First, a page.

TVAPlus: You were a key part of last year’s ASD in Seoul. What was the response like from local and international documentary makers about the event?
We saw an amazing number of exchanges and a lot of new partnerships were developed. I think what differentiates ASD from a lot of markets that we’ve had is that we’re actually reaching out to producers who don’t speak English. It’s incredibly important because although to do business you do need to speak English, there’s a learning curve. And to get people – at the beginning of that learning curve – is a great thing to build from. ASD is not just about new talent but also for veterans of the industry who are beginners at doing business in the international marketplace. It provides an international perspective and platform to meet.
TVAPlus: Co-productions are defi nitely increasing and giving more fi lmmakers opportunities to work together, is it now standard practice to seek out such partnerships here?
We found that there are so many great producers and they’re really interested in doing co-productions but they don’t even know where to begin. This is especially so in Korea and Japan. Both these markets are very big, very successful television markets. Japan is the second largest advertising market and the domestic industry was thriving for decades, but now with the downturn of advertising on television, you’re seeing that broadcasters are having to change the way they do business and producers are having to change the way they do business.
And people who have huge companies worth hundreds of millions of dollars, they’re producing documentaries – some of them are seeing their documentary blocks fade away and wondering how they’re going to survive and one of the things they need to do is to get out of their own marketplace, but you’re dealing with these guys who are at the top of their markets. In many ways they are just starting at the very beginning for international business. I think it is these veteran producers who can easily slip into an international co-production once they understand how it all works. We really need to learn right from the very beginning.
TVAPlus: Of course, the numbers of hours for factual programming has increased as well as channels – more so in Southeast Asia – but the funding has stayed about the same. Do you think coproductions are a necessity now to make high-quality content?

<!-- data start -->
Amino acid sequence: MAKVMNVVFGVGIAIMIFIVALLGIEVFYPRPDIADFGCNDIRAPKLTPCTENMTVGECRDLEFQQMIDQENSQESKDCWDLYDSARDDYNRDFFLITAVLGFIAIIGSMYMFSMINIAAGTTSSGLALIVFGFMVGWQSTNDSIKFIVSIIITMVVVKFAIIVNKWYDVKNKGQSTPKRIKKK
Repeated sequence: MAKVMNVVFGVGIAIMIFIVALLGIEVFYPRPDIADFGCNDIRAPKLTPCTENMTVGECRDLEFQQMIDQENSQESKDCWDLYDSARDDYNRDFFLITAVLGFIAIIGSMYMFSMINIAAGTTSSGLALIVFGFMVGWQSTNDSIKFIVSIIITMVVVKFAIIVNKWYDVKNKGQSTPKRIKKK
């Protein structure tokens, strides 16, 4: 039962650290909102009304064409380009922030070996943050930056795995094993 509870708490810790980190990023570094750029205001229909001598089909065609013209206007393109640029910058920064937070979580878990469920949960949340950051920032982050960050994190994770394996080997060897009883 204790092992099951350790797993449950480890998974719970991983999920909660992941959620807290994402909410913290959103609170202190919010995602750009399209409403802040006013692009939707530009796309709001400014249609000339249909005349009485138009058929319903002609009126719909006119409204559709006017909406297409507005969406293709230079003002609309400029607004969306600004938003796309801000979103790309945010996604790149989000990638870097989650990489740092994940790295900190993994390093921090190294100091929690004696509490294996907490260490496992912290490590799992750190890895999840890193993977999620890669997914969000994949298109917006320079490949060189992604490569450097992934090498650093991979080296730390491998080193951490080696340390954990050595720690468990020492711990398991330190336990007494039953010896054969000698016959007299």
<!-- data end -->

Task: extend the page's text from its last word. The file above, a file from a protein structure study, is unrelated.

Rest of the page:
I think there are two aspects to that. I think that co-productions are sometimes necessary because of the subject matter. You might have found a ship that’s in international waters that belong to three different countries and their history. Coproductions arise because of money; they can arise sometimes because of treaties that have been established by countries to encourage trade. I know that for example in Korea, they have a scheme that has helped produce programmes with certain countries signed with the WTO (World Trade Organization). Finland, Norway and Singapore were some of them. And if you could do a co-production with them, then they were going to give you a hundred thousand dollars, for example. So it’s interesting to see how governments are now also an incredibly important part of co-productions.
Another reason why we need to do co-productions is because of the emergence of new media. I think that documentary conferences have been entirely focused on television. But I think that we really need to move that focus to a broader sense of moving images, visual imagery. Producers need to be thinking about the future and that means actually working with advertisers to fi gure out how through documentaries, without compromising our editorial integrity, we can actually access more audiences. They don’t often use documentary as a medium to sponsor so we have to think of new creative ways to do this. Partnerships is key.
TVAPlus: You meet and work with many commissioning editors throughout the world, what is their take on what they’re seeing being made in the region?
I think that they’re really excited at what’s happening. I think that for a long time people have only been able, to work with Asian producers or broadcasters who have established international divisions with people who speak English. I think for the fi rst time ever, they’re actually meeting really interesting producers and hearing amazing pitches. We maximized these opportunities at ASD in Seoul with multi-lingual translation and we plan to again in Tokyo. It’s also important that governments, broadcasters and producers are able to see and understand what commissioning editors from the West want in regards to content and its presentation.
Overall international broadcasters are seeing a different side of Asia. They’re really saying “wow this is an emerging marketplace and there’s much to tap into”. However, although we really love our international buyers and the people who are really dedicated to co-producing with Asia, from a real commercial standpoint, there’s always going to be a limit to how much Asian programming there is available. Demand still exceeds supply in some markets here. So the remedy is that we in Asia coproduce with each other. Sadly it doesn’t happen enough. We’re very fragmented.